A revised project that would bring 129 homes to open areas within Rancho Maria Golf Club in Orcutt will likely go to the Santa Barbara County Board of Supervisors with a recommendation to deny the development.

The Planning Commission voted 4-1 Wednesday, with 5th District Commissioner Dan Blough dissenting, to have staff prepare findings to recommend denial of the Neighborhoods of Willow Creek and Hidden Canyon and bring them back at the April 7 meeting.

During deliberation, 2nd District Commissioner Laura Bridley said she would probably support the project because the Orcutt Community Plan specified housing on the location identified as Key Site 21.

“Maybe the [Orcutt] Community Plan should have never designated this site for residential [development],” Bridley said. “So apparently the Community Plan is wrong. … I’m struggling with why I should not support this.”

But she voted “yes” to have the staff prepare the findings for denial and return with them in a month.

Blough said he would vote for a six-month continuance to allow further revisions to address lingering concerns.

“This is not the right plan,” Blough said. “It doesn’t maximize the value or the aesthetics for both parties.”

Although he said he would not vote to recommend either denial or approval of the project, he voted “no” because he objected to the length of time staff would need to prepare the findings. He wanted them brought back March 10.

Jeff Wilson, commission secretary, said because of the complexity of multiple items supervisors must rule on, it would put undue strain on the staff to prepare the findings in time for the March 10 meeting, and items already scheduled for the March 31 meeting are estimated to take seven hours.

Supervisors will have to vote on two Orcutt Community Plan amendments, the project’s specific plan, vesting tentative tract maps to subdivide two properties, two final development plans, a minor conditional use permit, proposed road names, transmission of a Comprehensive Plan conformity report to various departments, the subsequent environmental impact report and an SEIR revisions letter.

Orcutt Rancho LLC revised its plan to address concerns raised at a November hearing, although opponents said Wednesday it was virtually unchanged and didn’t address those issues.

County planner Sean Stewart said the revisions reduced the project’s footprint and the number of lots from 143 to 129, increased open space, changed the water supply from a new well to Golden State Water service, pulled the public trail and portions of several lots out of an agricultural buffer zone, moved a drainage basin away from a wetland and reduced roads from seven to five, among other things.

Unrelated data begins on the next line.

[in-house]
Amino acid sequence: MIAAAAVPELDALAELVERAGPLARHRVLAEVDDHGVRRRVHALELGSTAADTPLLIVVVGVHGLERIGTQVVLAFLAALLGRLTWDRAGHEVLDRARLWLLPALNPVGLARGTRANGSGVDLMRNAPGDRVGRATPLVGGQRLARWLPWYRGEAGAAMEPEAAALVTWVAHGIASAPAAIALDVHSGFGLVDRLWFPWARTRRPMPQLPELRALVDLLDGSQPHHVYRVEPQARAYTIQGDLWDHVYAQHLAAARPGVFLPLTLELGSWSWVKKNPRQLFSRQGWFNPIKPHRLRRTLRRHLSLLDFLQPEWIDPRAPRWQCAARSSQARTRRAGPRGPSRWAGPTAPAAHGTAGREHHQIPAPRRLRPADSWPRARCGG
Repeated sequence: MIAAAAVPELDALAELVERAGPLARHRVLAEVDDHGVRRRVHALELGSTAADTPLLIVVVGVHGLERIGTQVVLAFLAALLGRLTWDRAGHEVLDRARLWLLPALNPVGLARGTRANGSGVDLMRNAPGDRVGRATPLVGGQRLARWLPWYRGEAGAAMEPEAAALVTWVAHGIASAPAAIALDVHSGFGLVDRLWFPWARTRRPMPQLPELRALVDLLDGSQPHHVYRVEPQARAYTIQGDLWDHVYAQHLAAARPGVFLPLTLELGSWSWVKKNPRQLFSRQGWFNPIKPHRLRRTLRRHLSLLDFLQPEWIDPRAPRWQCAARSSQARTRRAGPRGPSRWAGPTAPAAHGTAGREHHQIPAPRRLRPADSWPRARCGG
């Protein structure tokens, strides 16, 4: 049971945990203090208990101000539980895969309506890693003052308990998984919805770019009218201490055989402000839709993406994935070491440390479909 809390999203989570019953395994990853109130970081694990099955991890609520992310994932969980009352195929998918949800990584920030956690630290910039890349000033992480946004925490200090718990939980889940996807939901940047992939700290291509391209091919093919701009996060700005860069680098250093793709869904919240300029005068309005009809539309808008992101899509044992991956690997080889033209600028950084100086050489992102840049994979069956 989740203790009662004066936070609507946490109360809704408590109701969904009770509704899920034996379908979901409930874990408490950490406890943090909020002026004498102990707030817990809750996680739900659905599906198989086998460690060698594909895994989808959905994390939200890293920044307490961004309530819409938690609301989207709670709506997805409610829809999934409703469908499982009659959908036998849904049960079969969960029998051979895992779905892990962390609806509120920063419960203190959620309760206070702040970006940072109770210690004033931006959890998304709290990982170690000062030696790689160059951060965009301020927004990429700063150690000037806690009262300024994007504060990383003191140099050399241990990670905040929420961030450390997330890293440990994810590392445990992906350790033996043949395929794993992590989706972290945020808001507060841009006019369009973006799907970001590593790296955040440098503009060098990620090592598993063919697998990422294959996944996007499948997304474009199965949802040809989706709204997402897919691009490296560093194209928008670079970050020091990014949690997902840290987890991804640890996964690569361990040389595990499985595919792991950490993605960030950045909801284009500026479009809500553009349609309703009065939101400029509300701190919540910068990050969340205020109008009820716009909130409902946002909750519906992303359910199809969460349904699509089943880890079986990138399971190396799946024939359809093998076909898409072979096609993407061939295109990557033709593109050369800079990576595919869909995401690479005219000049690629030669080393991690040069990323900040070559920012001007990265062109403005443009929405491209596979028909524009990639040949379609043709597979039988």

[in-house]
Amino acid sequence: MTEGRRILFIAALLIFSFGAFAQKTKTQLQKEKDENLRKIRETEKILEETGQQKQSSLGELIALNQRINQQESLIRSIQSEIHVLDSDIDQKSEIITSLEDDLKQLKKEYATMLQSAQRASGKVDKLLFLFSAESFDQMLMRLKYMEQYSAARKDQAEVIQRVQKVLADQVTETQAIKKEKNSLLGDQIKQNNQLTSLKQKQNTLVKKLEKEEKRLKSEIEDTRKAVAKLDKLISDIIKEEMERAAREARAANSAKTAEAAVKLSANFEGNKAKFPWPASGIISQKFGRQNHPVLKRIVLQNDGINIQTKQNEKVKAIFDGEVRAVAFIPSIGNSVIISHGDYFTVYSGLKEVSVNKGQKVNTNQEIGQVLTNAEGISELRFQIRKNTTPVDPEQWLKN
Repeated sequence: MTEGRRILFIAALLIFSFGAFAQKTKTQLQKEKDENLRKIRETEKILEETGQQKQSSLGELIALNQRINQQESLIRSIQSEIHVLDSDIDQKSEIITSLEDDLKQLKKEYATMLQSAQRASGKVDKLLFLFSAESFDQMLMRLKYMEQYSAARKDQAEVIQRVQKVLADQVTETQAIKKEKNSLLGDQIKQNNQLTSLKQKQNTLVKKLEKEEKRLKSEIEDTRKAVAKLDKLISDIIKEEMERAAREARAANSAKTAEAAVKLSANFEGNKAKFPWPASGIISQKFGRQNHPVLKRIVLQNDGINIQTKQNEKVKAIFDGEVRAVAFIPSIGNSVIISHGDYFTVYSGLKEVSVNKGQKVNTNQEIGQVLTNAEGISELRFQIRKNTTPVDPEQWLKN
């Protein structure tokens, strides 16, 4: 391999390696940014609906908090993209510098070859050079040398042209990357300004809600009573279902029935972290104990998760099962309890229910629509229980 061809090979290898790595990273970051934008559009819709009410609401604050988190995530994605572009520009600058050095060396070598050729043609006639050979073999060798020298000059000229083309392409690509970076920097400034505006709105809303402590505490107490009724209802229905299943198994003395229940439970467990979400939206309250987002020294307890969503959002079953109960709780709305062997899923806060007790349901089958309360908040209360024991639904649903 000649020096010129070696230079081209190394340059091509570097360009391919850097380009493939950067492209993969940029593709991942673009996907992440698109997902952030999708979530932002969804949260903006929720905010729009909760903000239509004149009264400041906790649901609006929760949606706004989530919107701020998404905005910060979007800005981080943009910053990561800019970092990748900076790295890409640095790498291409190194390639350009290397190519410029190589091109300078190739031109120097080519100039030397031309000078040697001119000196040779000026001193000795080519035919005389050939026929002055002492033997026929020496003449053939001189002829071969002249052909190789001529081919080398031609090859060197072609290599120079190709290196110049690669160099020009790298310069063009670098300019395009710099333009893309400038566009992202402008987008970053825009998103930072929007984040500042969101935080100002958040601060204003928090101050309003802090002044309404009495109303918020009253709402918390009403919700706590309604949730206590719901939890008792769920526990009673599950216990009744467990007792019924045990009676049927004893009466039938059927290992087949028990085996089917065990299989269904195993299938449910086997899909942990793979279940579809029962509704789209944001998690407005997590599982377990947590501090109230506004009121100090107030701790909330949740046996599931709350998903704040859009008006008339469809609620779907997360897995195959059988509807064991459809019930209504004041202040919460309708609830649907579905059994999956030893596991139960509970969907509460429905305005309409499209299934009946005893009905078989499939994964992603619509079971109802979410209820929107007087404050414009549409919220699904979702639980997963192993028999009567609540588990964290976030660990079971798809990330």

Gavin Moores, representing Orcutt Rancho, argued the project will protect habitat that’s not being protected now and does not represent leapfrog development, noting the Orcutt Community Plan allows 3,000 homes, three schools and commercial projects on Key Site 22 directly across Highway 1.

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“The denial of a project that follows the Orcutt Community Plan is dismissive of years of effort the people of Orcutt and the previous Planning Commission members and the Board of Supervisors agreed to, all of whom participated in the Orcutt Community Plan to document the vision as to how growth — not sprawl — would be accomplished over the years,” Moores said.

Project representative Frances Romero said the Orcutt Community Plan allows 135 units where the developers are proposing 129 and called the open space increase from 51% to 74% “really quite impressive.”

But five representatives of Rancho Maria Golf Club rejected the developers’ claims and said the Orcutt Community Plan requires a specific plan for the entire Key Site 21, not just the portion proposed for development.

“It is virtually the same as the old plan minus 14 lots in the interior of the project,” Cheryl O’Keefe Severn said. “The same problems remain, including agricultural impacts, habitat and species impacts, circulation, safety, density, golf course impacts and others.”

John Storrer, a professional biologist, said the project would have significant and permanent impacts on the California tiger salamander and California red-legged frog and that a detailed study of their habitat is required by state and federal wildlife agencies.

“This is not a simple matter of building a baseball diamond in a cornfield,” Storrer said.

Nine members of the public, including owners of agricultural land abutting the site, spoke against the project; no one spoke in favor.

Commissioner John Parke, whose 3rd District includes the site, said the concerns raised in November, like roads across the wetlands and three entrances on Highway 1, still remain, and he questioned the adequacy of mitigations for lost wetland and grassland areas.

“I cannot in good conscience find that these biological resource issues have been adequately dealt with with this project,” he said. “I can’t make the findings necessary to support this project.”

Chairman and 4th District Commissioner Larry Ferini cited conflicts the project will have with adjacent agricultural operations he said are also a biological resource.

“I think the incompatibilities stack up really high,” he said.

First District Commissioner Michael Cooney said he was very uncomfortable with the notion that an Orcutt Community Plan amendment is required for the project to move forward and that too many issues are unresolved, including conflicts with the golf course.

“Why should we approve a project that so dramatically will affect the golf course play?” he asked.